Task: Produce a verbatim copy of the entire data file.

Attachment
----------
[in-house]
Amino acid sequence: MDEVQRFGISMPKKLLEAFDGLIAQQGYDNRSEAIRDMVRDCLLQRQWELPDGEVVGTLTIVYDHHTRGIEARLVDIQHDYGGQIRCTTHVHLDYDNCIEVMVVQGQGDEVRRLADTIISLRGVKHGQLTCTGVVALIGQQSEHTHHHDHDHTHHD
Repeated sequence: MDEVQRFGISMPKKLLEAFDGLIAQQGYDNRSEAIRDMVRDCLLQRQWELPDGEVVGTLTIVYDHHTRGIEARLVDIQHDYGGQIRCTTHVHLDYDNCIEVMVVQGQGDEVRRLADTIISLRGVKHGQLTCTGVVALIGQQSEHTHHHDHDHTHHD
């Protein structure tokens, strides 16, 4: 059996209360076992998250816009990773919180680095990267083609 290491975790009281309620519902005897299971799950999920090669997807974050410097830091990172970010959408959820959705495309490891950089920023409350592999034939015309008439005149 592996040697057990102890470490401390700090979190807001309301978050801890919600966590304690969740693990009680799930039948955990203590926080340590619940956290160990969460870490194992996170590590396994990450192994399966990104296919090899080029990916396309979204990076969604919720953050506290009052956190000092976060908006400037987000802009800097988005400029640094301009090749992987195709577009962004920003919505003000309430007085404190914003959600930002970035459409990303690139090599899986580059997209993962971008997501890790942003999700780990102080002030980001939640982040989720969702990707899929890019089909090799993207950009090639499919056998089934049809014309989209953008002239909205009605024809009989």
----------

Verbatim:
[in-house]
Amino acid sequence: MDEVQRFGISMPKKLLEAFDGLIAQQGYDNRSEAIRDMVRDCLLQRQWELPDGEVVGTLTIVYDHHTRGIEARLVDIQHDYGGQIRCTTHVHLDYDNCIEVMVVQGQGDEVRRLADTIISLRGVKHGQLTCTGVVALIGQQSEHTHHHDHDHTHHD
Repeated sequence: MDEVQRFGISMPKKLLEAFDGLIAQQGYDNRSEAIRDMVRDCLLQRQWELPDGEVVGTLTIVYDHHTRGIEARLVDIQHDYGGQIRCTTHVHLDYDNCIEVMVVQGQGDEVRRLADTIISLRGVKHGQLTCTGVVALIGQQSEHTHHHDHDHTHHD
């Protein structure tokens, strides 16, 4: 059996209360076992998250816009990773919180680095990267083609 290491975790009281309620519902005897299971799950999920090669997807974050410097830091990172970010959408959820959705495309490891950089920023409350592999034939015309008439005149 592996040697057990102890470490401390700090979190807001309301978050801890919600966590304690969740693990009680799930039948955990203590926080340590619940956290160990969460870490194992996170590590396994990450192994399966990104296919090899080029990916396309979204990076969604919720953050506290009052956190000092976060908006400037987000802009800097988005400029640094301009090749992987195709577009962004920003919505003000309430007085404190914003959600930002970035459409990303690139090599899986580059997209993962971008997501890790942003999700780990102080002030980001939640982040989720969702990707899929890019089909090799993207950009090639499919056998089934049809014309989209953008002239909205009605024809009989």